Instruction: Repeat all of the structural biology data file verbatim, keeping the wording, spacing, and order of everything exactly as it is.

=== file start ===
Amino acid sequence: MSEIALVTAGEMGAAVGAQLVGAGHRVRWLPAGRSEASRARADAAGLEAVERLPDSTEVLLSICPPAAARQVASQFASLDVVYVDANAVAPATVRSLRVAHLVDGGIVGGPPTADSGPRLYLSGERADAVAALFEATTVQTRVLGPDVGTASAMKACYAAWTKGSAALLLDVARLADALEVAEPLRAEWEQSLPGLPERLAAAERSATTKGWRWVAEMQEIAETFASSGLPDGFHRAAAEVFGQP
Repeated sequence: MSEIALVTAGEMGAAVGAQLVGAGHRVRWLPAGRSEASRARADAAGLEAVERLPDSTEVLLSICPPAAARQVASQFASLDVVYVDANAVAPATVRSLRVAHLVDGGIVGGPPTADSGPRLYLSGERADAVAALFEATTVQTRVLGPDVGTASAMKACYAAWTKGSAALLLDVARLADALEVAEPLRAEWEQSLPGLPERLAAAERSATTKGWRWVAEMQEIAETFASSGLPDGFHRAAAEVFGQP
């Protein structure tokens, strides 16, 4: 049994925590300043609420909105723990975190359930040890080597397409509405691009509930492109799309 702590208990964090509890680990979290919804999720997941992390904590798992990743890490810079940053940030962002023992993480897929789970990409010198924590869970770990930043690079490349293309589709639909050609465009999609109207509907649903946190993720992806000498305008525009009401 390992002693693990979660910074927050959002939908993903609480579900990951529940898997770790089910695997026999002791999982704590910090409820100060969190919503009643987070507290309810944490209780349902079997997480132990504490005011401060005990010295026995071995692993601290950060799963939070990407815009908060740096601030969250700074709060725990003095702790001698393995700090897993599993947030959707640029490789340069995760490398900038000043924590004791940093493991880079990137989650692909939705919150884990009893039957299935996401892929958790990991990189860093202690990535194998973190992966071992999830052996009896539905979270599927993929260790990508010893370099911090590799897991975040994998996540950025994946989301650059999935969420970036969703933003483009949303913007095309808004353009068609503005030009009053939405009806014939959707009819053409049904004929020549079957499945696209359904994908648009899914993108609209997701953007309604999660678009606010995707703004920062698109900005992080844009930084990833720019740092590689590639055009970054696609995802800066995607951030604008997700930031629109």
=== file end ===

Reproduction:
Amino acid sequence: MSEIALVTAGEMGAAVGAQLVGAGHRVRWLPAGRSEASRARADAAGLEAVERLPDSTEVLLSICPPAAARQVASQFASLDVVYVDANAVAPATVRSLRVAHLVDGGIVGGPPTADSGPRLYLSGERADAVAALFEATTVQTRVLGPDVGTASAMKACYAAWTKGSAALLLDVARLADALEVAEPLRAEWEQSLPGLPERLAAAERSATTKGWRWVAEMQEIAETFASSGLPDGFHRAAAEVFGQP
Repeated sequence: MSEIALVTAGEMGAAVGAQLVGAGHRVRWLPAGRSEASRARADAAGLEAVERLPDSTEVLLSICPPAAARQVASQFASLDVVYVDANAVAPATVRSLRVAHLVDGGIVGGPPTADSGPRLYLSGERADAVAALFEATTVQTRVLGPDVGTASAMKACYAAWTKGSAALLLDVARLADALEVAEPLRAEWEQSLPGLPERLAAAERSATTKGWRWVAEMQEIAETFASSGLPDGFHRAAAEVFGQP
């Protein structure tokens, strides 16, 4: 049994925590300043609420909105723990975190359930040890080597397409509405691009509930492109799309 702590208990964090509890680990979290919804999720997941992390904590798992990743890490810079940053940030962002023992993480897929789970990409010198924590869970770990930043690079490349293309589709639909050609465009999609109207509907649903946190993720992806000498305008525009009401 390992002693693990979660910074927050959002939908993903609480579900990951529940898997770790089910695997026999002791999982704590910090409820100060969190919503009643987070507290309810944490209780349902079997997480132990504490005011401060005990010295026995071995692993601290950060799963939070990407815009908060740096601030969250700074709060725990003095702790001698393995700090897993599993947030959707640029490789340069995760490398900038000043924590004791940093493991880079990137989650692909939705919150884990009893039957299935996401892929958790990991990189860093202690990535194998973190992966071992999830052996009896539905979270599927993929260790990508010893370099911090590799897991975040994998996540950025994946989301650059999935969420970036969703933003483009949303913007095309808004353009068609503005030009009053939405009806014939959707009819053409049904004929020549079957499945696209359904994908648009899914993108609209997701953007309604999660678009606010995707703004920062698109900005992080844009930084990833720019740092590689590639055009970054696609995802800066995607951030604008997700930031629109």